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Feminism in Virginia Woolf’s Writings By Monika Bytautaite English 102 Professor Owens
Feminism: correct definition Feminism has been viewed negatively due to misunderstanding what it really is Two branches of feminism Equity Feminism Equal rights for women Social Feminism Equal rights + embracing femininity
Social Feminism and Virginia Woolf Most (if not all) of Virginia Woolf’s works are influenced by social feminism While some are subtle (ex. Mrs. Dalloway) others are more forward (ex. A Room of One’s Own)
Feminism in Mrs. Dalloway Main character Clarissa Dalloway not typical feminist heroine: her character is "saturated with her feminine nature” (Sharma 64) embraces life belongs to elite English high-society married
Femininity vs. Masculinity In Mrs. Dalloway, masculine characters are unhappy and dissatisfied with life, lack creativity Examples: Septimus, Peter Walsh, Mr. Dalloway
Femininity vs. Masculinity continued Clarissa Dalloway is able to achieve internal balance due to her feminine characteristics Septimus masculine nature responsible for his unhappiness and suicide
A Room of One’s Own An obvious feminist writing addressing women Addresses importance of education for women Calls to celebrate femininity Urges women to be independent Independence can be achieved by having her own room and sufficient income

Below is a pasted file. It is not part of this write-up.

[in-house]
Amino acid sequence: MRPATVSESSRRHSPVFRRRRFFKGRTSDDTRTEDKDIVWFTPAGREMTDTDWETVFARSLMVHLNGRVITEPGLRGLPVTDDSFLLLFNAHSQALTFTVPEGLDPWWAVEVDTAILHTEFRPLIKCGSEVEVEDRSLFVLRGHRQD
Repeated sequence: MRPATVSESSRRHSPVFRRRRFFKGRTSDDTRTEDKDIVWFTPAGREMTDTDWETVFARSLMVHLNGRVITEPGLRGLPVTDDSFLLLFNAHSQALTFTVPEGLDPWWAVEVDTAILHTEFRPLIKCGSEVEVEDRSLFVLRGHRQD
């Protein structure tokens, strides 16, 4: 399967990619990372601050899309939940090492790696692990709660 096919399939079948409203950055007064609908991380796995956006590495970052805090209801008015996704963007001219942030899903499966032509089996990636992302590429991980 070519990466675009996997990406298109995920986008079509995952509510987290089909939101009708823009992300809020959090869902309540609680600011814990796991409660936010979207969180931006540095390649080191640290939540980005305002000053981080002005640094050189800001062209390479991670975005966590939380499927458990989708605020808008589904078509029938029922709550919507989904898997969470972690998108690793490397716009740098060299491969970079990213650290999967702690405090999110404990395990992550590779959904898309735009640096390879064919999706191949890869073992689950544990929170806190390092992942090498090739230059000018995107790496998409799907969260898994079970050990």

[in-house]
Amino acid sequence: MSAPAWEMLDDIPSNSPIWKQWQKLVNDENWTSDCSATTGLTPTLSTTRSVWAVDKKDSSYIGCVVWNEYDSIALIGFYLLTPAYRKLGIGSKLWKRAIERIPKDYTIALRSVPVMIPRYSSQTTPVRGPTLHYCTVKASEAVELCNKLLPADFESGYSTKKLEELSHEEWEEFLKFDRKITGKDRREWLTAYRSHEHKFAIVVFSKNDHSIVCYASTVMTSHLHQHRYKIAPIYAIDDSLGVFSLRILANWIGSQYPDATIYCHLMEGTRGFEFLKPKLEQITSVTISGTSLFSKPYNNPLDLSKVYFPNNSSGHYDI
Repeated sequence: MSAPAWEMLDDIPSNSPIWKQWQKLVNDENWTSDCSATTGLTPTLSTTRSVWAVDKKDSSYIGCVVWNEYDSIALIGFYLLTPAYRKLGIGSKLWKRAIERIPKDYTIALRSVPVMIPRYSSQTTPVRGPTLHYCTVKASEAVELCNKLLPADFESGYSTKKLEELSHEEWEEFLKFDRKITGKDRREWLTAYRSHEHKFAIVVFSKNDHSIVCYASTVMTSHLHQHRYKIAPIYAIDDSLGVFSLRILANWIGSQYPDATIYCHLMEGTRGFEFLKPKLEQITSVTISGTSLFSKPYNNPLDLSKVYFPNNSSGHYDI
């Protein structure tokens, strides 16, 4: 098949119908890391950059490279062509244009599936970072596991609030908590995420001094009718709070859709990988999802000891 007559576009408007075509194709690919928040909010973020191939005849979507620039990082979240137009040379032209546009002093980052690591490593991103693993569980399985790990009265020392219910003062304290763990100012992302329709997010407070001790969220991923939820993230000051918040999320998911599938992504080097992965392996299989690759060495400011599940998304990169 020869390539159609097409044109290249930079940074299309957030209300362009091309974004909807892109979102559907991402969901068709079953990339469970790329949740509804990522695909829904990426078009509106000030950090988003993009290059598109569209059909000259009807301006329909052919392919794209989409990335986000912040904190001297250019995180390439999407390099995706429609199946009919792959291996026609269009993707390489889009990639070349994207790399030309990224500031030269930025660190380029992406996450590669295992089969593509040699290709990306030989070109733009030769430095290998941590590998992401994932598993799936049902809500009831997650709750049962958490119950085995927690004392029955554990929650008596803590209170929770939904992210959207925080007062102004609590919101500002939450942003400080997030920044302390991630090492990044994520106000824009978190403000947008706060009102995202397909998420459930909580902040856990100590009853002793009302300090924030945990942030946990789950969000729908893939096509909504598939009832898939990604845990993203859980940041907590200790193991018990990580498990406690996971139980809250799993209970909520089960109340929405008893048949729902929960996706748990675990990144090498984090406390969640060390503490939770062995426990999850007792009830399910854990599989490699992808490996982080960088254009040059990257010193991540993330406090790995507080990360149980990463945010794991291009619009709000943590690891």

Shakespeare’s sister Judith Fictional character invented to prove Ms. Woolf point Shakespeare’s talented sister Unlike Shakespeare, she is denied proper education and family support Dies tragically without getting a chance to achieve her dreams
Importance of Acknowledging Differences Between Women and Men “can inspire social and political transformation” (DiBattista 86) for a better world not only for women but also for men
Works Cited DiBattista, Maria "Woolf as Feminist." English Literature in Transition, 1880-1920 49.1 (2006): 85-88. Academic Search Complete. EBSCO. Web. 15 Nov. 2009. Sharma, O.P. "Feminism as aesthetic vision: A study of Virginia Woolf's 'Mrs. Dalloway'." Women's Studies 3.1 (1975): 61. Academic Search Complete. EBSCO. Web. 15 Nov. 2009.